– The stamp, of course, does not change anything. But for a woman its presence often plays a big role. Especially if it is her first marriage, she wants to wear a white dress, invite guests, to arrange a beautiful romantic feast. In subsequent marriages, of course, this becomes less important. More important is another – what kind of person is around, not whether it is an official relationship or not. The belief that a stamp in a passport is a guarantee of “eternal” love and fidelity is, of course, an illusion.
Myth three: Love is evil, you will also love a goat
– This is probably not entirely a myth, because love is a feeling, and feelings are difficult, if not impossible, to control. More often, of course, it is the “mistakes” of youth. As I said before, at a young age we are more focused only on the external attractiveness of the partner, which can lead to mistakes and the choice of a “goat. Psychologists conducted an interesting study: young people were asked to evaluate the personal qualities and characteristics of a man. They were offered pictures of attractive and unattractive young men. As a result it was found out that girls of 20 years tended to attribute only positive qualities to handsome young men, including attentiveness and solicitude.
Myth number four: You’ll get along with each other
– It is possible that in some couples there were no bright feelings, no passion, but they began to meet, live together and gradually love appeared. I love the phrase of Jean Marcenac, which is presented as an epigraph in a book of psychology: “The more I get to know a man, the more I love my dog, said the fool. The more I get to know a man, the more I love him, said the dog. The more I get to know a man, the more I love him, said the man. And in relationships, too, this principle can work – the more you get to know, the more you love. Although there are exceptions to every rule. A relationship is a mutual contribution to each other, and the good we give to each other makes the relationship stronger.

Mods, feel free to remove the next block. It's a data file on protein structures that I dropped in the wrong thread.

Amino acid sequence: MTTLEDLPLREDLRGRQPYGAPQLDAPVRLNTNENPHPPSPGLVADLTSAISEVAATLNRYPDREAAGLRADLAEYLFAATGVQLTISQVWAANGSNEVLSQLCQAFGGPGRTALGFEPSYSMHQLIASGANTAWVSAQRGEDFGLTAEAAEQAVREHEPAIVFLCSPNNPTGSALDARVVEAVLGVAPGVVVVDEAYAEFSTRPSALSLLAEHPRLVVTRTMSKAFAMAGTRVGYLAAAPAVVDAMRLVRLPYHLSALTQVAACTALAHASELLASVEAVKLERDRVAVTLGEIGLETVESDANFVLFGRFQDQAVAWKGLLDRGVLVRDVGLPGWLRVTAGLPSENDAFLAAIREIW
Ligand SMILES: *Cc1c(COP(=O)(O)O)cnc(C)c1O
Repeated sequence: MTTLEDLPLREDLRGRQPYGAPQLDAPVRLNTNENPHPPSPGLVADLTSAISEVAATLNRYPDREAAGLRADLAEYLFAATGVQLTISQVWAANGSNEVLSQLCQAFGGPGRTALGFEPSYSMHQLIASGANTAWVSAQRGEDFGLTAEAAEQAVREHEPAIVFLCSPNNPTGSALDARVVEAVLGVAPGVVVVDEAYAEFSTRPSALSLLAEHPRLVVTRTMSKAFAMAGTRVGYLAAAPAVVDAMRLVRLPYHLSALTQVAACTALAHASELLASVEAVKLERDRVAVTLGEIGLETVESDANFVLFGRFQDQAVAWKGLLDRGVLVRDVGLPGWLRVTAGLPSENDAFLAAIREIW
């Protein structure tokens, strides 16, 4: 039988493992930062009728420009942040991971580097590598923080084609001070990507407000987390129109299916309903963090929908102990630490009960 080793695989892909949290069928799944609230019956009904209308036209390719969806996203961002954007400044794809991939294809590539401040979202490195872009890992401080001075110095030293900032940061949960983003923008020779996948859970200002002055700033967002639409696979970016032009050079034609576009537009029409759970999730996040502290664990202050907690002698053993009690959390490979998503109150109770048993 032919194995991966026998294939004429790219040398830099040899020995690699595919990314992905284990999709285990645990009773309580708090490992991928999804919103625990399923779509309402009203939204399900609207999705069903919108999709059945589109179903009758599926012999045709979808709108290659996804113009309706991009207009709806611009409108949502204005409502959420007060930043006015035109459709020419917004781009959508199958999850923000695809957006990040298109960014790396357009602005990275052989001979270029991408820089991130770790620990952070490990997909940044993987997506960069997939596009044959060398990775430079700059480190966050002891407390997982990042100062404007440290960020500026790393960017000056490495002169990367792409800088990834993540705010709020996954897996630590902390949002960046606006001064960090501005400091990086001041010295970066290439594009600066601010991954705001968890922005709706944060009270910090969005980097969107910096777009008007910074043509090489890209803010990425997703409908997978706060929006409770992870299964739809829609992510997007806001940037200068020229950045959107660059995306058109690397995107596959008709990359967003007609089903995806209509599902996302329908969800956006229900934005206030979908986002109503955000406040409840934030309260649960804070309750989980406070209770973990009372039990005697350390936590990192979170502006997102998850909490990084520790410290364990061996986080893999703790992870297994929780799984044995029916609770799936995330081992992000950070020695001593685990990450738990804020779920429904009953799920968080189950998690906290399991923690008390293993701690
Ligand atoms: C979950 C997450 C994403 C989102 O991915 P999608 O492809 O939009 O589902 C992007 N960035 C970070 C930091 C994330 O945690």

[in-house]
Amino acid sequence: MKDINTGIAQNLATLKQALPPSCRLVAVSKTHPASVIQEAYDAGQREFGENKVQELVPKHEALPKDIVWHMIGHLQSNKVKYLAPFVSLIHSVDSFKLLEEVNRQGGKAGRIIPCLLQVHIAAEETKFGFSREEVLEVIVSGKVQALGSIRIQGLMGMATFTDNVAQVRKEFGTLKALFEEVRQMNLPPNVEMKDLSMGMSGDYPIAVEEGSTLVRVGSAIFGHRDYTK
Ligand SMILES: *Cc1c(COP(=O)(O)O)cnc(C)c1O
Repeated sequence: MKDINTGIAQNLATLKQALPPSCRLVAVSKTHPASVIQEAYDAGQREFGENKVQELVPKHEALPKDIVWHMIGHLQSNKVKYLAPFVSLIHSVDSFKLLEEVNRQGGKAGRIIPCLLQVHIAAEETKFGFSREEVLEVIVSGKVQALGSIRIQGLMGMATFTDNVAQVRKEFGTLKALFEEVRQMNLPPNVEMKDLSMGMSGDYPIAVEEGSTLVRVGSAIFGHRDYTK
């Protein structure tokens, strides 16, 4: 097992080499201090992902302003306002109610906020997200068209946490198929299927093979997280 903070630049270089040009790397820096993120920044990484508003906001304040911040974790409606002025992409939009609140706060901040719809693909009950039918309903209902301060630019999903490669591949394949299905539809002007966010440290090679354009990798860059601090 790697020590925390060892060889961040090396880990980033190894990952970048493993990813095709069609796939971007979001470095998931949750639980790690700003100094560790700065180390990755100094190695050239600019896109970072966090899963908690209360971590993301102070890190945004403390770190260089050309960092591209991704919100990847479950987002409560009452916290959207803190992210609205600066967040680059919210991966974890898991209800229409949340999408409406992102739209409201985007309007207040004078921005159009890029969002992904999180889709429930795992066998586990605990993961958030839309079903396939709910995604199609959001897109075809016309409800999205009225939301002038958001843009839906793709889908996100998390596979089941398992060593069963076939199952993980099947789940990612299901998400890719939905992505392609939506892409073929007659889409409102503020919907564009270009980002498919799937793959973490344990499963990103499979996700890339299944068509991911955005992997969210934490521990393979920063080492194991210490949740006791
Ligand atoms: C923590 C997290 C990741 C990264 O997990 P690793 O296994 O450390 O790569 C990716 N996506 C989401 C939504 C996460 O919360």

Myth Five: There is no such thing as friendship between a man and a woman
– Of course, the variant of transition from friendship to love is possible. If we talk about friendship between a man and a woman, then I think it is possible. But if in such a friendship there is also an interest in the partner as a man or a woman, then it is more likely to grow into something more – love.
– Even after a long period of time?
– After a very long time, unlikely. If a friendship goes on for several years and a woman keeps hoping it will grow into something more, that’s inadequate, you need to look for someone else, or at least ask directly. Unrequited long-term love is not psychologically healthy. Asking directly is difficult, of course, because it means losing hope, and hope plays a big role in such unrequited relationships. But in order to build a new relationship, it is important to close that “door” so that another one can open.
Myth six: Out of sight, out of mind
– I would rephrase this into the question, “Is a long-distance relationship possible if you have been separated from your partner for a long time?” I think this is a challenge for lovers that not every couple is able to overcome. Of course, if people have been married for more than a year, it’s a different situation. But for a budding, fledgling relationship, it is a challenge. Of course, we know examples from literature, such as A. Rybnikov’s rock opera Yunona and Avos, where the main character waited years for her lover, but for real relationships it is not only difficult, but often harmful.